Workshop: Culture and Cognition in Asia

March 11th – 12th, 2010, National University of Singapore, Asia Research Institute.

Research in both the social and cognitive sciences has increasingly focused on the complex dynamic between cultural meaning and practices with cognitive processes. From the sociology of science to the anthropology of religion, cultural studies have taken a cognitive turn to explore a wide range of topics including distributed cognition in technological systems, memory and religious rituals, and the neuroeconomics of decisions about risk. Cognitive neuroscientists have likewise begun to more closely examine how culture influences cognition in areas such as perception and attention, healing and placebo effects, language processing and speech disorders, and even the psychosomatics of meditation. Emerging out of this multidisciplinary interest in culture and cognition is a new understanding of the plasticity of embodiment that emphasizes change in how cultural practices, human cognition and behavior, and even the natural environment influence each other. Cultural change and neurocognitive plasticity are the result of active human agency rather than purely passive inscription by social, technological, or biological systems.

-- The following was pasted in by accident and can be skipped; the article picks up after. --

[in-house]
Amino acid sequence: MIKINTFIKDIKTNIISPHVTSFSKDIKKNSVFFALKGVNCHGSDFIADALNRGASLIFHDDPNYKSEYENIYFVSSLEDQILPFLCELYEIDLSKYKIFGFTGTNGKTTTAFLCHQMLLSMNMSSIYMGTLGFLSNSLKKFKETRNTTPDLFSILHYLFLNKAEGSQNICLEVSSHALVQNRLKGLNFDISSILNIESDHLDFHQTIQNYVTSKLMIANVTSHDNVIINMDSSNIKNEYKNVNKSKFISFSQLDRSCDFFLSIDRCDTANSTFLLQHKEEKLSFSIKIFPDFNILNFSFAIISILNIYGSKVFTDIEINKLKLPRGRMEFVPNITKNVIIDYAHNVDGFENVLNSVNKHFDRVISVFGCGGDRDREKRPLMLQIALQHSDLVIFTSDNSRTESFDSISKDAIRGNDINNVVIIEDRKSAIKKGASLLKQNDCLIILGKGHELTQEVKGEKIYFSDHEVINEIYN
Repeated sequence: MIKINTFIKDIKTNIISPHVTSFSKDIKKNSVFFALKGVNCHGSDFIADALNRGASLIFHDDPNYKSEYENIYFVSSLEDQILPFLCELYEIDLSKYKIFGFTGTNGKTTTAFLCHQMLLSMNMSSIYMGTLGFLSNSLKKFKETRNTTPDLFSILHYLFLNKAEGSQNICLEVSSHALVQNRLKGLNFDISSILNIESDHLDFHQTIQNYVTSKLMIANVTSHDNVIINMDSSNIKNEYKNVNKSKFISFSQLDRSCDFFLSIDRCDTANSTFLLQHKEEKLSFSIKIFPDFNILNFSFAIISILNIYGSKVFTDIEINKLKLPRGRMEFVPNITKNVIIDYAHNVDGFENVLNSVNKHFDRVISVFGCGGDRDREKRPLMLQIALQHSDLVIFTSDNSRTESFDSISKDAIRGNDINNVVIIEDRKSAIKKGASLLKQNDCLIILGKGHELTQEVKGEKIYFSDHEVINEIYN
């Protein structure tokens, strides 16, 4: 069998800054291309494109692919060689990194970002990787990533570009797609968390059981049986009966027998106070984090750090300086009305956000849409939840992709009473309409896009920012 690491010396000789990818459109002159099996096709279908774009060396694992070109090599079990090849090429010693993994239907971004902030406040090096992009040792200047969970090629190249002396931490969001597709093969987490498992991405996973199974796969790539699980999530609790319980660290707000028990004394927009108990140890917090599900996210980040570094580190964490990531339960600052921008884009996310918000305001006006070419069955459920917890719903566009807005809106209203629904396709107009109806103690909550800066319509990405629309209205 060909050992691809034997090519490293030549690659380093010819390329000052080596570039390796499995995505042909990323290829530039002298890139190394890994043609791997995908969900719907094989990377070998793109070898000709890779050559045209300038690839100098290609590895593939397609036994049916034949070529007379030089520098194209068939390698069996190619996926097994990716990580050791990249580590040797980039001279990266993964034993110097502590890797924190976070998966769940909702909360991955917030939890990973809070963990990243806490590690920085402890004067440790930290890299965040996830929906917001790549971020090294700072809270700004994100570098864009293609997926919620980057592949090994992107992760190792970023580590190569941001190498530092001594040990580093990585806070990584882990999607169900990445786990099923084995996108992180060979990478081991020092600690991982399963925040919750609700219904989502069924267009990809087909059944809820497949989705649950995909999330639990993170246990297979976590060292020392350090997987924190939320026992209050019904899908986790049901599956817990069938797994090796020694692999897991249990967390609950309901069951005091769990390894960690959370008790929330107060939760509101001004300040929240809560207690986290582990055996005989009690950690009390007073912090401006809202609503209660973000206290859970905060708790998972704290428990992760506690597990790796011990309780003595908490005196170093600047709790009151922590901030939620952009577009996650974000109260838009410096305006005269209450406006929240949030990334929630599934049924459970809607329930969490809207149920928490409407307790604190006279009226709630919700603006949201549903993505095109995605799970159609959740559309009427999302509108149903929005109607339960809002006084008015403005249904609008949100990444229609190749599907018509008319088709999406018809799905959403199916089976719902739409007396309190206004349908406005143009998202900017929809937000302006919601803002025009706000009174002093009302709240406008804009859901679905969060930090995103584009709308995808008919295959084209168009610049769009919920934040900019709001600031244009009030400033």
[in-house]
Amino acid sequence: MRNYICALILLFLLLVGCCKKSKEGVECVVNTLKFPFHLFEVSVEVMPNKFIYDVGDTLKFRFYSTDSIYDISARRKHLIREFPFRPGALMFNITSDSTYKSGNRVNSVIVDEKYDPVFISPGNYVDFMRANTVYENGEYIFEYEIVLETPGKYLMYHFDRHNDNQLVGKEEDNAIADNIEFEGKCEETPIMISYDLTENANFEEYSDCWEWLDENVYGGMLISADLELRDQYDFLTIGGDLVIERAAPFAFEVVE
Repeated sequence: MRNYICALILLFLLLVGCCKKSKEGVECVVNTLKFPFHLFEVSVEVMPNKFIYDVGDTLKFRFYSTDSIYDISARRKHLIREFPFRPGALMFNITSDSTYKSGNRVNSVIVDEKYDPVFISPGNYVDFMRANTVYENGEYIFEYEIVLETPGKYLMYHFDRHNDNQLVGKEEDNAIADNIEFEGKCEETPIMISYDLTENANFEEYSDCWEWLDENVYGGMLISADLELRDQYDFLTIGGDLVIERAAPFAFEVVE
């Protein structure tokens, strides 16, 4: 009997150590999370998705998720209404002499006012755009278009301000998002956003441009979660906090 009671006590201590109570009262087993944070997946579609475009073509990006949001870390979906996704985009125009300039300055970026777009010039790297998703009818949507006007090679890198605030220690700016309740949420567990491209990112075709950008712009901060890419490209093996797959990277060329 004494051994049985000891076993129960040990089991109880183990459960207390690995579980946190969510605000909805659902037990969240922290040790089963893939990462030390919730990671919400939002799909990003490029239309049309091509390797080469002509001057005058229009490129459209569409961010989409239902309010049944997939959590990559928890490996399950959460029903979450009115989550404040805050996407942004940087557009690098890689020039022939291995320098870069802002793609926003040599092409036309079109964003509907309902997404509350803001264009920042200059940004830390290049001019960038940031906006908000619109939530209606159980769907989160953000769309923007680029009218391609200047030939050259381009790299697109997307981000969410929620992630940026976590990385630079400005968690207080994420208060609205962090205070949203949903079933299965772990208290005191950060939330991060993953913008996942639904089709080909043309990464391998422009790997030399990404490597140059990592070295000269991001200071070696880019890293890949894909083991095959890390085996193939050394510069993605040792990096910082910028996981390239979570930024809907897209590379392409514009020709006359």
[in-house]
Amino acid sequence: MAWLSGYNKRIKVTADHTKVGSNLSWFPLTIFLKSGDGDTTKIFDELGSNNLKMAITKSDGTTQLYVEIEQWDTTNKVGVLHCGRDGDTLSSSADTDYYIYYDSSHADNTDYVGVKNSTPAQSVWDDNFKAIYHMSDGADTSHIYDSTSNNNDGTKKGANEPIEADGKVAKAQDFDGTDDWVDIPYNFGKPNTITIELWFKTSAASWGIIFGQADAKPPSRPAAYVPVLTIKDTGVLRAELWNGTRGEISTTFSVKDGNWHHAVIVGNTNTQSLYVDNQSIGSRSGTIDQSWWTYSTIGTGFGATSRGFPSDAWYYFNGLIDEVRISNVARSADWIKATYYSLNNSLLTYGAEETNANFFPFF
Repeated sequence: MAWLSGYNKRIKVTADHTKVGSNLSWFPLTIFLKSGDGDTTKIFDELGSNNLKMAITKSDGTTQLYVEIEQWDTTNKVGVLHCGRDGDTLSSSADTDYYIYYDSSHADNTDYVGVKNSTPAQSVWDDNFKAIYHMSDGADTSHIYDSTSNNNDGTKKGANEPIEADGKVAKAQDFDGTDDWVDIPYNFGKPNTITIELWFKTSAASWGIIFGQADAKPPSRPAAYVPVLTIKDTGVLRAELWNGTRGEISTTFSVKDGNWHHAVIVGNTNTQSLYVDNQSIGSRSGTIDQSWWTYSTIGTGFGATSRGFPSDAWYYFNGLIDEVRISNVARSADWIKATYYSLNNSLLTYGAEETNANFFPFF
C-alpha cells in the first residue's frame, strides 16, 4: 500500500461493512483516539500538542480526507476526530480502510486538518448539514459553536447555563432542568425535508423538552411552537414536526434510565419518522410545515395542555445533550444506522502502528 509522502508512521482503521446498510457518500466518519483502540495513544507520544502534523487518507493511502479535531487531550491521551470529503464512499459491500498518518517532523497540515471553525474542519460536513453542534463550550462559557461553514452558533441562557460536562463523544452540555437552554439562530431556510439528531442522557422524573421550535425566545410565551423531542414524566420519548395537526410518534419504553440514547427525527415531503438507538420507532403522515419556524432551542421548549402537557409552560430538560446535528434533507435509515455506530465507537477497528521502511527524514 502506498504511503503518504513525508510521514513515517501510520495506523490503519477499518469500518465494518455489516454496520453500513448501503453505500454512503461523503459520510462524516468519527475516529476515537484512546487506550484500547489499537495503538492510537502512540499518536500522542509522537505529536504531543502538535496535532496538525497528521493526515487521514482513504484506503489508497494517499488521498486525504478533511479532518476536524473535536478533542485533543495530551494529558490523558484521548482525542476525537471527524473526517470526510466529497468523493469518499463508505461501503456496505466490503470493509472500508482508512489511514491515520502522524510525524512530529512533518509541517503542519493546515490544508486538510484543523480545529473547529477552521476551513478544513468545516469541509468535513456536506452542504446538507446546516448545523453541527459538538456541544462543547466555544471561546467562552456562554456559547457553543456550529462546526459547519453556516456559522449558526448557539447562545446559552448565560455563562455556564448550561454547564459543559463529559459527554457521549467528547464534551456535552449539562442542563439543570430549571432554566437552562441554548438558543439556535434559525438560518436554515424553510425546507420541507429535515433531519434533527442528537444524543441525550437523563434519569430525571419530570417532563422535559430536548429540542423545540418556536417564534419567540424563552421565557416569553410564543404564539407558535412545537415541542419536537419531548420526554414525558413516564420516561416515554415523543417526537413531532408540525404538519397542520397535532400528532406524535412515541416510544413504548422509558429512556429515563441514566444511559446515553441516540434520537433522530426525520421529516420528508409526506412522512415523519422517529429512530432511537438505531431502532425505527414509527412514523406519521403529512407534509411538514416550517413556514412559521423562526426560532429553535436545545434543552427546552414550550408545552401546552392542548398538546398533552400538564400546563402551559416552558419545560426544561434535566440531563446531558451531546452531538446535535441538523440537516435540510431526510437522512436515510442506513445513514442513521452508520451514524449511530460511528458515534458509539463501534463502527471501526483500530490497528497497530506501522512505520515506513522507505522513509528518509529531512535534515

This perspective on active cognitive agency and change is in contrast to traditional ones in cultural psychology that focus on static differences in philosophical mind-sets as the basis for reductive explanations of evolutionary biology in populations. Such reductive approaches often glean from philosophical writings an “essence” of a culture or civilization and ignore the history of everyday practices. These essentialized cultural differences are then linked to neurocognitive or even genetic correlates, usually separating an imagined East from West.

Asia has thus, once again, become a key geographic and conceptual locus in nascent discussion and debate over culture and cognition. How can dynamically changing variations in the embodiment of cultural practices and neurocognitive plasticity be geographically situated without reverting to Asia as a stereotypical foil in a new-age bio-cultural Orientalism?

This problem requires greater multidisciplinary cooperation than has existed so far. Rather than simply criticize or talk past one another for their disciplinary failings, historians, anthropologists, and cognitive neuroscientists need to work more closely together in research that is both informed and sophisticated about culture was well as experimentally rigorous about cognition. This workshop will be an important first step in bringing together leading social and cognitive scientists to critically explore emerging areas of research at the intersection of culture and cognition, particularly those in which Asian cultures form an important working category.

More information here.

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